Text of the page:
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Dissociation and dissociative disorders

Explains what dissociation and dissociative disorders are, including possible causes and how you can access treatment and support. Includes tips for helping yourself, and guidance for friends and family.

What treatments can help with dissociative disorders?

This page has information on treatments which may be able to help if you have a dissociative disorder, including:

Can I recover from a dissociative disorder?

Yes. If you have the right diagnosis and treatment, there's a good chance you'll recover. This might mean that you stop experiencing dissociative symptoms. For example, the separate parts of your identity can merge to become one sense of self.

Not everyone will stop experiencing dissociative symptoms completely. But treatment can help you feel more in control of your life and your identity. Some people find that being able to dissociate is comforting and may not be ready to stop dissociating completely. 

Talking therapy

Talking therapies are the recommended treatment for dissociative disorders. Counselling or psychotherapy can help you to feel safer in yourself. A therapist can help you to explore and process traumatic events from the past, which can help you understand why you dissociate. They can also support you in developing new ways of managing your emotions and your relationships.

Slowly my other parts are telling me about their memories of my abuse and I'm telling them about my life now and, bit by bit, we're piecing things together and working through it with the help of counselling.

Accessing therapy

Most talking treatments for dissociative disorders take several years. Unfortunately, the NHS mostly offers short-term or medium-term therapy. This isn't usually effective in treating dissociative disorders.

You may need to be very persistent to get the right help from the NHS, or consider alternative ways to access treatment. An advocate may be able to help. See our pages on advocacy and making yourself heard for more information.

You may also want to seek therapy outside the NHS. You can search for therapists who specialise in dissociative disorders on the UK Council for Psychotherapy (UKCP) or British Association for Counselling and Psychotherapy (BACP) websites.

Some private therapists offer a 'sliding scale' of fees for those on a low income. If you're on a low income, it’s worth asking a therapist if they have low-cost places available.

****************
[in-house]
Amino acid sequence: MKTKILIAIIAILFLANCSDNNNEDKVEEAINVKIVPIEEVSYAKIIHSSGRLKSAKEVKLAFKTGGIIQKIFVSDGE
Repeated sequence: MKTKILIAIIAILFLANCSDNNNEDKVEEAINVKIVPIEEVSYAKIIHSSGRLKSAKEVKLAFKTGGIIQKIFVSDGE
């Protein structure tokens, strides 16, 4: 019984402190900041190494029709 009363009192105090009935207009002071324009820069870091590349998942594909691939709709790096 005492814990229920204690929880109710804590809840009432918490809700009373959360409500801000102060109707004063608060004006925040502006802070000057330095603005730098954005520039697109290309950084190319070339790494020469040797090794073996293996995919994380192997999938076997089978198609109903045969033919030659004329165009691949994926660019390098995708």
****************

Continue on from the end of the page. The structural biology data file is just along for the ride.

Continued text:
Choosing a therapist

Not all therapists are familiar with dissociation. Some therapists may not have experience of working with trauma. So it may take time to find a therapist who feels right for you.

It's absolutely fine to meet with as many therapists as you need to find the one you want to work with. The therapist you choose should be:

  • Accepting of your experience
  • Willing to work with or learn to work with dissociation and trauma
  • Be prepared to work with you long-term
  • Someone who makes you feel safe 

See our pages on finding a therapist and getting the most from therapy for more information.

I have learnt ways to control it and have begun to explore my feelings about my past without using dissociation to cope with it.

EMDR for dissociative disorders

Eye movement desensitisation and reprocessing (EMDR) was created to help people process traumatic memories. Standard EMDR is not helpful for most people with dissociative disorders. The treatment should be adjusted to make it safe and effective. EMDR for dissociative disorders focuses on specific memories for shorter time periods.

Working in this way helps to prevent too many traumatic memories appearing too quickly, which is sometimes known as flooding. This can make the experience feel less intense. EMDR should only be used when you're feeling reasonably stable and by professionals who know about treating dissociative disorders.


There are no drugs licensed to treat dissociation specifically. Your doctor might offer you psychiatric medication to treat other problems you may experience alongside dissociation. These problems may include depression, anxiety and panic attacks, suicidal feelings, hearing voices and OCD.

These medications might include:

You'll only be offered medication for dissociative identity disorder (DID) if the dominant parts of your identity experience the problem you want to treat.

This information was published in January 2023. We will revise it in 2026.  

References and bibliography available on request.

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